Pep Guardiola undeniably ranks among the great footballing minds of his generation. The man gives off the impression that he spends his every waking hour thinking over to how he will win his next match.
In Marti Perarnau's book, Pep Confidential, which tells the tale of his first season in charge of Bayern Munich, he describes Guardiola staying up into the early hours of the morning plotting how he will overturn a 1-0 first leg deficit to Real Madrid in the second leg of the 2014 Champions League semifinals. The words of chess grandmaster Garry Kasparov are said to echo around his brain as he tries to build a plan to deliver victory for the Bundesliga giants. His decision to take Phillip Lahm out of midfield backfired spectacularly in a 4-0 defeat where Bayern have no control of the engine room.
Such tactical complexity has been the arc of Guardiola in the Champions League since leaving Barcelona. At times understandable selection decisions get pigeon-holed into that narrative but equally there have been occasions where the 50-year-old has bamboozled every observer and perhaps even a few players: his man-to-man marking of Lionel Messi and company in the 2014 semifinals, playing Ilkay Gundogan wide right and Kevin De Bruyne deep in midfield in a 3-0 loss to Liverpool, the dreaded back three against Lyon in last season's quarterfinals.
There was a moment last week where you thought Guardiola and City were going to fall into the same trap again. Though his lineup was something approximating the best XI available they went about their task in a curious way, seemingly so fearful of the damage that Neymar and Kylian Mbappe could do that they only defended those two, dropping deep to rob them of room to counter into, and instead opened up acres of space for the rest of the Paris Saint-Germain side. The Citizens rallied in the second half to win the away leg 2-1 and put themselves in the driving seat in this tie heading into its second leg on Tuesday on Paramount+.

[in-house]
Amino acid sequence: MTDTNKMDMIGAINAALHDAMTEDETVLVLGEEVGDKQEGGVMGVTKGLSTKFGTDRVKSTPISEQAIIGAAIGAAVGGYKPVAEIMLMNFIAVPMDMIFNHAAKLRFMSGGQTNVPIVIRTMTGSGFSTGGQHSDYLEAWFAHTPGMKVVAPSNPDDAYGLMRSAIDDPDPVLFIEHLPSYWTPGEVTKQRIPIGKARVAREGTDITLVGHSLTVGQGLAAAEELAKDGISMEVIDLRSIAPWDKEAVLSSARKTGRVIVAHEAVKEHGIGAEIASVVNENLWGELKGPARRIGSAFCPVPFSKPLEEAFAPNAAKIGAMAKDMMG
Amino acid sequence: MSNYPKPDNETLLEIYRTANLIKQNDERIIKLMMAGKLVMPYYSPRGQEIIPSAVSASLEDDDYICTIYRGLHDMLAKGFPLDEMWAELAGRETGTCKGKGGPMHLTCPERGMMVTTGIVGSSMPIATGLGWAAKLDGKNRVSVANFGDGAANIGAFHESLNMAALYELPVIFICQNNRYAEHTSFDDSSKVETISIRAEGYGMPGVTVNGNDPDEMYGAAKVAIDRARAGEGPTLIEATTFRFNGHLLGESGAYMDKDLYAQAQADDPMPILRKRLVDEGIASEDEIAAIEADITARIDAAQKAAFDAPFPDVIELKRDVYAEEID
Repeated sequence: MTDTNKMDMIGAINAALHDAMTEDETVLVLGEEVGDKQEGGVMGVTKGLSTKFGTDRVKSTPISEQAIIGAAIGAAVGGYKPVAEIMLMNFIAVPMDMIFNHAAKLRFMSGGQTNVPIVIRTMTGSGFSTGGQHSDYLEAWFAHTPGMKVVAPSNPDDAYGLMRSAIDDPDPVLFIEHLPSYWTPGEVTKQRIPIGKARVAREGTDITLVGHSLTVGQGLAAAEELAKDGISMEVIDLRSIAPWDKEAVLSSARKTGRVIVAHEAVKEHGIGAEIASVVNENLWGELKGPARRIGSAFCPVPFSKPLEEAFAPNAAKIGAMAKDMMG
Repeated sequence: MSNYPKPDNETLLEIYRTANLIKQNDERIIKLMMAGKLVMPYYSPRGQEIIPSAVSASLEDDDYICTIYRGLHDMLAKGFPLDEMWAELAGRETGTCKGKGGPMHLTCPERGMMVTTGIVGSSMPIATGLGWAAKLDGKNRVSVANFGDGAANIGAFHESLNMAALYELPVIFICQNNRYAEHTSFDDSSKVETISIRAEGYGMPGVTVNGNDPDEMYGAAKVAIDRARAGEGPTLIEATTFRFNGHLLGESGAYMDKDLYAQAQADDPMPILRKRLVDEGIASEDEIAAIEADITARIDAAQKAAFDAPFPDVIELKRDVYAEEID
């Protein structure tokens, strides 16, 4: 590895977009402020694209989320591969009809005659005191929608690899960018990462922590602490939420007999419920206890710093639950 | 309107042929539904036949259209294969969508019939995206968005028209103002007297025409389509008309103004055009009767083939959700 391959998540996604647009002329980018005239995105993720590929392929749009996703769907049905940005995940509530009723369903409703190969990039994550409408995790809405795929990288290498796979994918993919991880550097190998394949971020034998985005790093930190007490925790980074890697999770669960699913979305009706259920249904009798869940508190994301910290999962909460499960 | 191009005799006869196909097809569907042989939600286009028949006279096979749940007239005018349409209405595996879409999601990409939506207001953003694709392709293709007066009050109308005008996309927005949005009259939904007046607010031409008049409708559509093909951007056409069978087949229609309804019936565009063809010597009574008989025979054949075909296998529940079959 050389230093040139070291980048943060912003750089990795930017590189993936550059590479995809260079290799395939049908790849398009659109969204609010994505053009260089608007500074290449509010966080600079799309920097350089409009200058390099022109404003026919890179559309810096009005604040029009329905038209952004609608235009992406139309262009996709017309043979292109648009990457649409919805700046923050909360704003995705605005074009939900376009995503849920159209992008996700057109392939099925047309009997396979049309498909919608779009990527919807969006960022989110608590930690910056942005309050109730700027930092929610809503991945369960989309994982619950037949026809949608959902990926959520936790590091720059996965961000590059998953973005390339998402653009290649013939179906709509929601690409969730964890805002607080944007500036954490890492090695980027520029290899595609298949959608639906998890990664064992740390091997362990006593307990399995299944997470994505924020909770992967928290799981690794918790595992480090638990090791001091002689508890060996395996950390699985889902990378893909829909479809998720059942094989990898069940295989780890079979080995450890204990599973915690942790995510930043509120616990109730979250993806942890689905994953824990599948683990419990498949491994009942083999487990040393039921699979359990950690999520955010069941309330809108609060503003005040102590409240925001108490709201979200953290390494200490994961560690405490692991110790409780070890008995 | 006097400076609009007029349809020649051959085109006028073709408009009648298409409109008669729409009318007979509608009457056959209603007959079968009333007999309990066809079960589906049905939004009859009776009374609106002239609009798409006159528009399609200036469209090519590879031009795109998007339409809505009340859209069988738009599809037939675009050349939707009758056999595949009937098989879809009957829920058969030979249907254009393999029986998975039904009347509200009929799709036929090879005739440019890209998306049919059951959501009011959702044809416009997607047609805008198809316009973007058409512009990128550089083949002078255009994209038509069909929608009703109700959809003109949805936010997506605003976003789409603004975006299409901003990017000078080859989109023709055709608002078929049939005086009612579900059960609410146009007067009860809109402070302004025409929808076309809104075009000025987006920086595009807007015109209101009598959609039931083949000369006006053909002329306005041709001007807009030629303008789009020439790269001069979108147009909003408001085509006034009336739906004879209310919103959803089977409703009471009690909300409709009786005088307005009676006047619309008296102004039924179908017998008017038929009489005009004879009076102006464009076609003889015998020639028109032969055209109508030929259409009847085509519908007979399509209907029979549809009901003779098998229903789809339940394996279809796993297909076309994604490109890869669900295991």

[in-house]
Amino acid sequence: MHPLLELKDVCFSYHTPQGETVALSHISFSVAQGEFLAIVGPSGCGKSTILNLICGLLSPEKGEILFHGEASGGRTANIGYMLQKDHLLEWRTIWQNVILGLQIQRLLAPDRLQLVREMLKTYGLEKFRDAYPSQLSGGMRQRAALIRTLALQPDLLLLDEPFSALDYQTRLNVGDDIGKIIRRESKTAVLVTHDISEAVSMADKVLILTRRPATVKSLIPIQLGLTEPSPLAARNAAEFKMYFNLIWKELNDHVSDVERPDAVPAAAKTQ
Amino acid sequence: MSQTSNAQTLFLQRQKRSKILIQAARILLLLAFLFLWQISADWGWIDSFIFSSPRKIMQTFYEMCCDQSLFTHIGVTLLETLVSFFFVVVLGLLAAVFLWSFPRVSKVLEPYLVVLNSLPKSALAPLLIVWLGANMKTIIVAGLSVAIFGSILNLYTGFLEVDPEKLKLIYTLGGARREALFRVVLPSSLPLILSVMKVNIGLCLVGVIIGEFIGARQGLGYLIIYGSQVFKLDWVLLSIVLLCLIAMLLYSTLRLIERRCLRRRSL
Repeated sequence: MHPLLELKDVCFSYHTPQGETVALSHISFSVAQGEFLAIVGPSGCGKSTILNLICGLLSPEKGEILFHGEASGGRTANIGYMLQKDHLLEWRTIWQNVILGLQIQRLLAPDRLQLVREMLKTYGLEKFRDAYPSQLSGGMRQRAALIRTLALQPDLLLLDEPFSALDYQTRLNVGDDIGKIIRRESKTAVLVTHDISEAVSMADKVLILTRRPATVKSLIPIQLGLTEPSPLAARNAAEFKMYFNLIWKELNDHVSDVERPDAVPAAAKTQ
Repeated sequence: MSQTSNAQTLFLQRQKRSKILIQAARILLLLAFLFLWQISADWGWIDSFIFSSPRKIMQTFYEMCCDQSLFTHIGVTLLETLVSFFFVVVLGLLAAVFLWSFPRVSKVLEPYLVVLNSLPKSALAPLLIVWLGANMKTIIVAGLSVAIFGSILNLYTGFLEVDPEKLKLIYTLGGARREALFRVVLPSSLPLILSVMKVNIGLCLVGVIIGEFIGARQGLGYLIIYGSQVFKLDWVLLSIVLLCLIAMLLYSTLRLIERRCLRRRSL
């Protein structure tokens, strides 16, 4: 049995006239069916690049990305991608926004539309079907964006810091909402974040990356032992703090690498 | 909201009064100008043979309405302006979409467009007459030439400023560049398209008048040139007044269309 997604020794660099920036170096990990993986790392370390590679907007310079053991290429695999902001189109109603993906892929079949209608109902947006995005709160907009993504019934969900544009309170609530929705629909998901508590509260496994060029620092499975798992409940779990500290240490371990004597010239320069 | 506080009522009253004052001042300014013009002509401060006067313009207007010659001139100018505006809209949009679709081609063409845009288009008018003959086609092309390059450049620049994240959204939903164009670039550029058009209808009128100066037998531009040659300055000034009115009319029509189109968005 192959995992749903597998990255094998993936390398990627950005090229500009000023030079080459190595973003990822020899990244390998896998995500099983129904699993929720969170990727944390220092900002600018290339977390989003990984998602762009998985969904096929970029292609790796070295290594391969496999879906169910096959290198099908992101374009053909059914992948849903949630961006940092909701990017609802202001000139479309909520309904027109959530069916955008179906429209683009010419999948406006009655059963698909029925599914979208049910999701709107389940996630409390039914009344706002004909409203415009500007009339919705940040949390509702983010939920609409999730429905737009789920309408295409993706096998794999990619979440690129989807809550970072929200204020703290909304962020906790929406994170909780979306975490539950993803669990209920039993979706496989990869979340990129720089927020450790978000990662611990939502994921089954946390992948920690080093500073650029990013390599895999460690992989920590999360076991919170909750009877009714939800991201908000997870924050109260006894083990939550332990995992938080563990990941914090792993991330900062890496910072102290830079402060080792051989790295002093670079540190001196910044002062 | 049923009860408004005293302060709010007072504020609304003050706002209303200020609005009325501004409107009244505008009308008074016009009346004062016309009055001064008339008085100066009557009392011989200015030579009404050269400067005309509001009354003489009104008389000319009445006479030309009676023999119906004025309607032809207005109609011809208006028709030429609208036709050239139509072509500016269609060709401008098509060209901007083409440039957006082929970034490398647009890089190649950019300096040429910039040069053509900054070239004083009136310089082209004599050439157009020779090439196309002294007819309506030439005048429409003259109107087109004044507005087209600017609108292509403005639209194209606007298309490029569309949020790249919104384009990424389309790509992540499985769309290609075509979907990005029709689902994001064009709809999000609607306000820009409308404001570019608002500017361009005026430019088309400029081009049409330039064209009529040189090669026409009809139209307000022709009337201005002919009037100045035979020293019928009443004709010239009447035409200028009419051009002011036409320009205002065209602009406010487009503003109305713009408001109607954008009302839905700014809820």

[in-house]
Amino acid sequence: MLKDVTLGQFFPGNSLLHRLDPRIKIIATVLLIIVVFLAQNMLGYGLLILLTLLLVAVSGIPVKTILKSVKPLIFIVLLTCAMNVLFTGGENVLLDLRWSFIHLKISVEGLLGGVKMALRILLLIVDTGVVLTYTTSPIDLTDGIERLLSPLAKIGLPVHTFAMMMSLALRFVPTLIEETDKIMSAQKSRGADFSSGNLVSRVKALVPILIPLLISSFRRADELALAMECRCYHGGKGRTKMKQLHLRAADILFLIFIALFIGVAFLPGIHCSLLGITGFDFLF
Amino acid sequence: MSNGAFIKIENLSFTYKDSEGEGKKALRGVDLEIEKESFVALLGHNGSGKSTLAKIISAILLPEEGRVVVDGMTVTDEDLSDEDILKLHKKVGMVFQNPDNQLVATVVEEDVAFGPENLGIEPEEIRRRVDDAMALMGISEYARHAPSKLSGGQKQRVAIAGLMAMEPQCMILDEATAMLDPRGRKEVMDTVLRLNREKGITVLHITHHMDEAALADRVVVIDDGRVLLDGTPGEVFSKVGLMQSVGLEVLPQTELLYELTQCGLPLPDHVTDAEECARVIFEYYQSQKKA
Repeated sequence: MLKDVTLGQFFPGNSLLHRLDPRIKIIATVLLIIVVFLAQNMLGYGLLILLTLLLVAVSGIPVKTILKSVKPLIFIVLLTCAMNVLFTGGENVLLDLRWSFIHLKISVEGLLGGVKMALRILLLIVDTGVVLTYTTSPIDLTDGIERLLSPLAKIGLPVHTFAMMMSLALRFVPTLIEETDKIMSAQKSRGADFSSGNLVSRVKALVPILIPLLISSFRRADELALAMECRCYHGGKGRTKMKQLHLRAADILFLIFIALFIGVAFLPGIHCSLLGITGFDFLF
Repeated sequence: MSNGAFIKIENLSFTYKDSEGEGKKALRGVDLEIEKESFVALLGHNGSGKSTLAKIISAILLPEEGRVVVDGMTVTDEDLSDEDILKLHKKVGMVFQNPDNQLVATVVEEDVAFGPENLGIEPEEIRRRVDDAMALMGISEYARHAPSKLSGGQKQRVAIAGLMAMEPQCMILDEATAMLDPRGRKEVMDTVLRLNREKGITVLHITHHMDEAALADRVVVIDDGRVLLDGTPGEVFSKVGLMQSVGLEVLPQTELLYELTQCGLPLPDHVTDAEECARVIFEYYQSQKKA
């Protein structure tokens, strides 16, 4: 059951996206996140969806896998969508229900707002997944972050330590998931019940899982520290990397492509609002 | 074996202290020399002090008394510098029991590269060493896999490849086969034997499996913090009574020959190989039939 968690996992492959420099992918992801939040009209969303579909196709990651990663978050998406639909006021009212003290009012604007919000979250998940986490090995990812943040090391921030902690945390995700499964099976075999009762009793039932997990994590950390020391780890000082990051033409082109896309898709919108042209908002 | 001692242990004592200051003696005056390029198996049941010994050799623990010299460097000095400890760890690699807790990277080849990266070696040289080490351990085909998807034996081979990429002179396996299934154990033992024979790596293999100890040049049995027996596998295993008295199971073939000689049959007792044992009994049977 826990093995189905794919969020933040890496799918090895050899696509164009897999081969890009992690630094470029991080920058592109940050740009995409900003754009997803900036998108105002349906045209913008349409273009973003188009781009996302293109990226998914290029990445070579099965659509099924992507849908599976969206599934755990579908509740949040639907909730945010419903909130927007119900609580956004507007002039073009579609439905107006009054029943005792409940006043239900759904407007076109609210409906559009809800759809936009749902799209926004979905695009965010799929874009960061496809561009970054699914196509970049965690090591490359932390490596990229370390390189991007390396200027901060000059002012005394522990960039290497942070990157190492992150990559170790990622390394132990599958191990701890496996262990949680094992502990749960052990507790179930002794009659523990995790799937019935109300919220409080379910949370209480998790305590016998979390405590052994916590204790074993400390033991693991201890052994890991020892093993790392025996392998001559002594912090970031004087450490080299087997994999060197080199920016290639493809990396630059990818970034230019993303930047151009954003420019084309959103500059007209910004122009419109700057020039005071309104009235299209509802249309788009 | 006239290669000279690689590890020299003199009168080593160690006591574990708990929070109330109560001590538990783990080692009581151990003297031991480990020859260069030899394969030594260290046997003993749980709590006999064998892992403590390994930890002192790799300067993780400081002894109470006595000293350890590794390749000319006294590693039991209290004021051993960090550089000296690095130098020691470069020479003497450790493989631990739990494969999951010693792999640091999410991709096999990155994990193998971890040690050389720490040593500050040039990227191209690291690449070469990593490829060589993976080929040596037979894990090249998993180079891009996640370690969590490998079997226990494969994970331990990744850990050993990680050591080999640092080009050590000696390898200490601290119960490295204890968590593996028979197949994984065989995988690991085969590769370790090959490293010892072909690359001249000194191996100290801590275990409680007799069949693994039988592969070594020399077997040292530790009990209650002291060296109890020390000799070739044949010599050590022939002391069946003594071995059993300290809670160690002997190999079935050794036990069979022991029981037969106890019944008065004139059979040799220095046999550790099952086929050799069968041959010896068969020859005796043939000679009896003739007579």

Their superiority is such that merely playing to their level ought to be enough to send Guardiola back to the Champions League final for the first time in a decade. They couldn't overcomplicate this, could they? They are, after all, -700 to advance to the final according to William Hill sportsbook. The odds are quite in their favor. However, if they were to mess it up, here's how they might.
1. The back three returns
If you're living in fear of what the Mbappe-Neymar duo -- assuming the former is available -- can do to you why not give yourself something of an insurance policy? Instead of having to worry about PSG's star forwards running at Ruben Dias and John Stones bring in Aymeric Laporte or Nathan Ake and give yourself someone who can sweep in behind should there be any mistakes in the defensive line.
An extra defender equally negates what has been PSG's great weapon in their outstanding run through the knockout rounds so far: their explosive counterattacks which can see them turn possession recovery into a goal in a matter of moments. One extra center-back who can drop off allows City to prepare for the worst, that Mbappe might be able to poke the ball behind his first man and find open space to sprint into. Whilst no-one can quite match the French striker in a straight line, the likes of Ake, Dias and Kyle Walker would at least not be embarrassed in a footrace.